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Muscle aches from statins: Real, but sometimes imagined?
The "nocebo effect" may explain why some people believe they can't tolerate statins.
For more than 20 years, cholesterol-lowering statin drugs have been a mainstay for preventing and treating heart disease. But up to half of people prescribed these drugs are no longer taking them within a year or two. The reasons vary, but some people experience what they believe to be statin-related side effects — most often muscle pain. Others avoid statins altogether because of worries over side effects.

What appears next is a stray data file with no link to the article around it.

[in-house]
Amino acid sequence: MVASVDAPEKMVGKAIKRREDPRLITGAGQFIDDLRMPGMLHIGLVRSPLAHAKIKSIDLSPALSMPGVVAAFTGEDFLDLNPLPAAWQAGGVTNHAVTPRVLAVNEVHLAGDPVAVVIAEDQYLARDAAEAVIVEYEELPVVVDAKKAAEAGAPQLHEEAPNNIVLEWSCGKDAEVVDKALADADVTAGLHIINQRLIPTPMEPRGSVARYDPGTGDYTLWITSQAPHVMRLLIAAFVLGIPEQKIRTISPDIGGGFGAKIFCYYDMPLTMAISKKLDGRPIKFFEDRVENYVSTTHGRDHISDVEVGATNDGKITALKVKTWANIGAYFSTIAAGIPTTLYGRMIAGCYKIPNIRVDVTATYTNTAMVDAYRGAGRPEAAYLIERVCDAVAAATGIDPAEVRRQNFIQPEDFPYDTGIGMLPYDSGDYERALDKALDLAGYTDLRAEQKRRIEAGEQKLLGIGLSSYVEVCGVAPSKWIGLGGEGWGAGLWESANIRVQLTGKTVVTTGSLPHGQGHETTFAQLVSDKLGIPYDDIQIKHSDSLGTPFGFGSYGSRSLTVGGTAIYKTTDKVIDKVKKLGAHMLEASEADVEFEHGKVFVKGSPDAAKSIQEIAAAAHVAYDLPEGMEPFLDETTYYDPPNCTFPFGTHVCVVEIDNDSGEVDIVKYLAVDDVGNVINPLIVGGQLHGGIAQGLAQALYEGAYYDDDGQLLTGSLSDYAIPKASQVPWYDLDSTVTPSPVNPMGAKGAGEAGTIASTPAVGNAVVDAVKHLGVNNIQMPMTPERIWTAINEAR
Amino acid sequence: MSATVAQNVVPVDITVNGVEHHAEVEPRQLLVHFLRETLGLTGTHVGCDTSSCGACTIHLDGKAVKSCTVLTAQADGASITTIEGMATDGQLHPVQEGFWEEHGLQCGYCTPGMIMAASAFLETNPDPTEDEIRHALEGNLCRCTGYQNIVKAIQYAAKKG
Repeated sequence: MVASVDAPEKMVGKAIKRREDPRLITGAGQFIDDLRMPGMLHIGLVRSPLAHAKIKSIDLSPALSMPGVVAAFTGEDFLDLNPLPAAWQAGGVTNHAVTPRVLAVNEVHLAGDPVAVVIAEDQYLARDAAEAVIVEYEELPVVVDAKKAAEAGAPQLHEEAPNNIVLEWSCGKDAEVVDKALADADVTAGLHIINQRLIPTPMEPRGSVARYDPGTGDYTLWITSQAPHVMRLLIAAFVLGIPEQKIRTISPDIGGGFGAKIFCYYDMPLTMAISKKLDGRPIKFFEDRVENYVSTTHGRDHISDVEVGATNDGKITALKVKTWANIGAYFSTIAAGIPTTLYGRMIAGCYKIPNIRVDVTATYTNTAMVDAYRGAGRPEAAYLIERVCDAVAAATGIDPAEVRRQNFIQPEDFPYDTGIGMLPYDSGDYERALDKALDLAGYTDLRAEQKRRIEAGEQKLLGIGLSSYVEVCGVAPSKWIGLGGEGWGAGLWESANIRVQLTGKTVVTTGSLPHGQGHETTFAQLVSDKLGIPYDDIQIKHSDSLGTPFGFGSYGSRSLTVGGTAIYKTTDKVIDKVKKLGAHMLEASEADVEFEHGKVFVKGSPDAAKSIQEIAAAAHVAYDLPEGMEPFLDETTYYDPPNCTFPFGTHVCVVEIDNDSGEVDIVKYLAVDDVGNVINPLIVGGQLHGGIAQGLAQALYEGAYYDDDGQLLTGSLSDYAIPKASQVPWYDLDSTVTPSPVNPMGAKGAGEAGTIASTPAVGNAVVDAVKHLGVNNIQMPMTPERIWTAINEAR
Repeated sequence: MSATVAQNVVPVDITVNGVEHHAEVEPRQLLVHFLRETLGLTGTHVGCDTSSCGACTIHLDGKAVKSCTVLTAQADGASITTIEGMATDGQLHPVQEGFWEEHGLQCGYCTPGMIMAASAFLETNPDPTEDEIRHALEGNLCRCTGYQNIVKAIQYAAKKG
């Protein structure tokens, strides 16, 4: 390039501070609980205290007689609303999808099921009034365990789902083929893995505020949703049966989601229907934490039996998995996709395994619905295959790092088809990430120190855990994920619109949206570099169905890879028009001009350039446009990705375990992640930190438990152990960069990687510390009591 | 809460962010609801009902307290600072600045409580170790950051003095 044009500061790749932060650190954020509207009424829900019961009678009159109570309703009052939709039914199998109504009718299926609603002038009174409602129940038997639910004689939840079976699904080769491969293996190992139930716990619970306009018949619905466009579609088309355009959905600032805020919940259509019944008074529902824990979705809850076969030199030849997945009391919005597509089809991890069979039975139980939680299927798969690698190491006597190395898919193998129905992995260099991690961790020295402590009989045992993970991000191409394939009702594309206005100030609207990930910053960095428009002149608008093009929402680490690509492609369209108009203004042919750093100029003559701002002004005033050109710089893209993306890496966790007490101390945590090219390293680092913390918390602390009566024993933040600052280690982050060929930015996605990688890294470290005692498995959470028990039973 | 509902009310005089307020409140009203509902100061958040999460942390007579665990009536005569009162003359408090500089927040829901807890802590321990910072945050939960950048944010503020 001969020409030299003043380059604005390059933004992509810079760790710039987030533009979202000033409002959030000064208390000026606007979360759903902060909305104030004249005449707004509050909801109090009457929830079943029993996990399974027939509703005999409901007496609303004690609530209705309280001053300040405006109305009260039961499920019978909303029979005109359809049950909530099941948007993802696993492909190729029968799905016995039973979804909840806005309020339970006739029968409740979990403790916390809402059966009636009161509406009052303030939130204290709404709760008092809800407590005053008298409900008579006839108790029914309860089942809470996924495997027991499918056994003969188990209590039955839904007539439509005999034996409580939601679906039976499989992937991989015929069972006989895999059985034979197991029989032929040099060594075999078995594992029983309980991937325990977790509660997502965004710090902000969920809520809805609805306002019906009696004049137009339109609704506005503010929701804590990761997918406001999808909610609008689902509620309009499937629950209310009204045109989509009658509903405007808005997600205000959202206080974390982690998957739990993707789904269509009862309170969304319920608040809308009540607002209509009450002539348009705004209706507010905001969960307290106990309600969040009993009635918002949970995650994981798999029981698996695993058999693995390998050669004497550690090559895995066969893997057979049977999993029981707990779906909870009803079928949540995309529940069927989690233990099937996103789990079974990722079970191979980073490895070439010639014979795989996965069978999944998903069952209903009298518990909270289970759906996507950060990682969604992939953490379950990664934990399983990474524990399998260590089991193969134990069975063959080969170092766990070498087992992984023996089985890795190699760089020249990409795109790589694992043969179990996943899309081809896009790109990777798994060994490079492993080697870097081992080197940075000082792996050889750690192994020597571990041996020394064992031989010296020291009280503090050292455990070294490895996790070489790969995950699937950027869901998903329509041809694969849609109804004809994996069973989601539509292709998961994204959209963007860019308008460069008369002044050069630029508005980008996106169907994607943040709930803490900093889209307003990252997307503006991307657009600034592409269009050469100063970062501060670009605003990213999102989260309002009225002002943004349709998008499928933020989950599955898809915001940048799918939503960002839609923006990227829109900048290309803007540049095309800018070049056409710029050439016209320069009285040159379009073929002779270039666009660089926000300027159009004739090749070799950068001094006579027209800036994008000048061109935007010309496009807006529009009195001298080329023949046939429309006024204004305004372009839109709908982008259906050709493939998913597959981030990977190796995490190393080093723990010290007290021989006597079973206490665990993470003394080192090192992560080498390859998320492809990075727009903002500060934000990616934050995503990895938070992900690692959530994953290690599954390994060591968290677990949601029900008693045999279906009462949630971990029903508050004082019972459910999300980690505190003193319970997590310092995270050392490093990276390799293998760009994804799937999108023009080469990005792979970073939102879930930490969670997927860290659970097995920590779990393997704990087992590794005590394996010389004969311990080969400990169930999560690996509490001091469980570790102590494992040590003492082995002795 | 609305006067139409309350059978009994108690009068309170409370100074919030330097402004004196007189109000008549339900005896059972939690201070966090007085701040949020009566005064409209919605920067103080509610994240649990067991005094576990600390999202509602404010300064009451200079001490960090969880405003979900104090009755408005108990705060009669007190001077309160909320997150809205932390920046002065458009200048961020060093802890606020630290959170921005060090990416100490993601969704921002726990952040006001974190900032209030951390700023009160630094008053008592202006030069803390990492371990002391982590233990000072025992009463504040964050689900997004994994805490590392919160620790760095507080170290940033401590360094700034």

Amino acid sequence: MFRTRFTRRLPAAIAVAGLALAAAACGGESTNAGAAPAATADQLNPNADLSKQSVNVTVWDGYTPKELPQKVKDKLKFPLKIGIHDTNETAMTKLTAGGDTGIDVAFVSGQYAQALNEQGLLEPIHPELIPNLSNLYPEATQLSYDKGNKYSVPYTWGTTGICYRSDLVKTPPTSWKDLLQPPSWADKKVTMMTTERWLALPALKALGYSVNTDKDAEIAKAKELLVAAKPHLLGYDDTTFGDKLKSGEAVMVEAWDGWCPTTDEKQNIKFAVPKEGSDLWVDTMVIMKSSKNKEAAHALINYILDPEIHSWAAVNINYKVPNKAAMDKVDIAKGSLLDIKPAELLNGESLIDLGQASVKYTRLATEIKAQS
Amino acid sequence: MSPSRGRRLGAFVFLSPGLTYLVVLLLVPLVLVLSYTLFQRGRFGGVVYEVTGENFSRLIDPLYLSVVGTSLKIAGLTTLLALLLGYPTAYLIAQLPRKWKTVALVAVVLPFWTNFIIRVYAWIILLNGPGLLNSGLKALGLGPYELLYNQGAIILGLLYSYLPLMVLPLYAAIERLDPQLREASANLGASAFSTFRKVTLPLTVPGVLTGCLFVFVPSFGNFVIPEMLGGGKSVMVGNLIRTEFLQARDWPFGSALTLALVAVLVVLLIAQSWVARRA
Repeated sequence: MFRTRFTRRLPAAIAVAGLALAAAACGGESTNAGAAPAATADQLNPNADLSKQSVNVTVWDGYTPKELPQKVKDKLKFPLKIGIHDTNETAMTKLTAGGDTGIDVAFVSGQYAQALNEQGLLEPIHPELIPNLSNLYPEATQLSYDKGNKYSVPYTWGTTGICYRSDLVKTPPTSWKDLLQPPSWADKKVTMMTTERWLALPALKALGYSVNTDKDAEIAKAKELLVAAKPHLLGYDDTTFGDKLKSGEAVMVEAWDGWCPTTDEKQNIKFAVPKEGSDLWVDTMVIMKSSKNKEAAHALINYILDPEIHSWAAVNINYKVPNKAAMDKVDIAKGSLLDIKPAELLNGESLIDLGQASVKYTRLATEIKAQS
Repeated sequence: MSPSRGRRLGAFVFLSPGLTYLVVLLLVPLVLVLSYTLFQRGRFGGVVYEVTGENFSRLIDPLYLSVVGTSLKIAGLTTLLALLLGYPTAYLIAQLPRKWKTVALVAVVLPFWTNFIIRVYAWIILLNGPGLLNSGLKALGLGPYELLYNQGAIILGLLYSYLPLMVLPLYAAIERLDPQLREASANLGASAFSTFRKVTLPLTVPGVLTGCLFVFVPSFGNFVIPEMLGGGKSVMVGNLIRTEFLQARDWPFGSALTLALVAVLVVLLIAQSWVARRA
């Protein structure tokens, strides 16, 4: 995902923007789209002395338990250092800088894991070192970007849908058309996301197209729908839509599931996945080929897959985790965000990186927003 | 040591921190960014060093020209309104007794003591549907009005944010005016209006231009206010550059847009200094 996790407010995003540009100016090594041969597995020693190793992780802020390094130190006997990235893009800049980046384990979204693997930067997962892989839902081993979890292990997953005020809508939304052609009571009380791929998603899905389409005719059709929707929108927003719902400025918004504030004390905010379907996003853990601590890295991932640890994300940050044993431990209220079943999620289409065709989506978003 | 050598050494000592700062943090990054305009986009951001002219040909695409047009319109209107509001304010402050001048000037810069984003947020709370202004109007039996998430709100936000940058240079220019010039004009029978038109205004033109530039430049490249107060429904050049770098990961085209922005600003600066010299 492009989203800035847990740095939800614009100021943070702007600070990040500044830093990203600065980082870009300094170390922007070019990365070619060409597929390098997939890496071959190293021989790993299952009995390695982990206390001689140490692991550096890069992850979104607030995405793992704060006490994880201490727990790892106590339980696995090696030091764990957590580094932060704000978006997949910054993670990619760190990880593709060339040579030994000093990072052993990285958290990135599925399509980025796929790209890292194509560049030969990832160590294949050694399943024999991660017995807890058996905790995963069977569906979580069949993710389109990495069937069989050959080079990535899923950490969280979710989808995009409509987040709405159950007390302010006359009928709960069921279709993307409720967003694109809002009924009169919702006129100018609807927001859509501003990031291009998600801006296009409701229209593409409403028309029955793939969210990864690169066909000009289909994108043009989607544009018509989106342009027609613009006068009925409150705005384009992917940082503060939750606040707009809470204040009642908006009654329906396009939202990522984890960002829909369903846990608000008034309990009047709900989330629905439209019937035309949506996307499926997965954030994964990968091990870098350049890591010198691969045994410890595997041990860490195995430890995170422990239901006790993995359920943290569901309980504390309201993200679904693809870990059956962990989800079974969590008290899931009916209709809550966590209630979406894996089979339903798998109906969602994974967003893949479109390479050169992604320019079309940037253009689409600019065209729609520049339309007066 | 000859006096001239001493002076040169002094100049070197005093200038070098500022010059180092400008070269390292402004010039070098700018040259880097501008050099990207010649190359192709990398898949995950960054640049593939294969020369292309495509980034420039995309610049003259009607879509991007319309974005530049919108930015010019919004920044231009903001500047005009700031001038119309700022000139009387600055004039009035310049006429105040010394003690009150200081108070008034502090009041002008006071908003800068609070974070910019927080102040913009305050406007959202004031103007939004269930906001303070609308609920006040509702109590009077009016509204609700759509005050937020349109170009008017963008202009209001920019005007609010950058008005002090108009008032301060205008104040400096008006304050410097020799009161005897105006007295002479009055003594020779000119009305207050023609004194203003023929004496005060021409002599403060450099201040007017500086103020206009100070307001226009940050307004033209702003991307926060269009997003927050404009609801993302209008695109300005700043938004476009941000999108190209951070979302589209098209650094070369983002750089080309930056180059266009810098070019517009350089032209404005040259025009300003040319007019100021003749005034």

"Far too any people think they cannot tolerate statins when they actually can," explains Dr. Jorge Plutzky, director of preventive cardiology at Harvard-affiliated Brigham and Women's Hospital. To be clear, muscle problems are a known side effect of statins. However, serious muscle-related complications are extremely rare (see "What is rhabdomyolysis?"). And when people experience the more common — but less worrisome — muscle-related symptoms, those issues usually resolve with a lower statin dose or a change to a different statin, Dr. Plutzky says.
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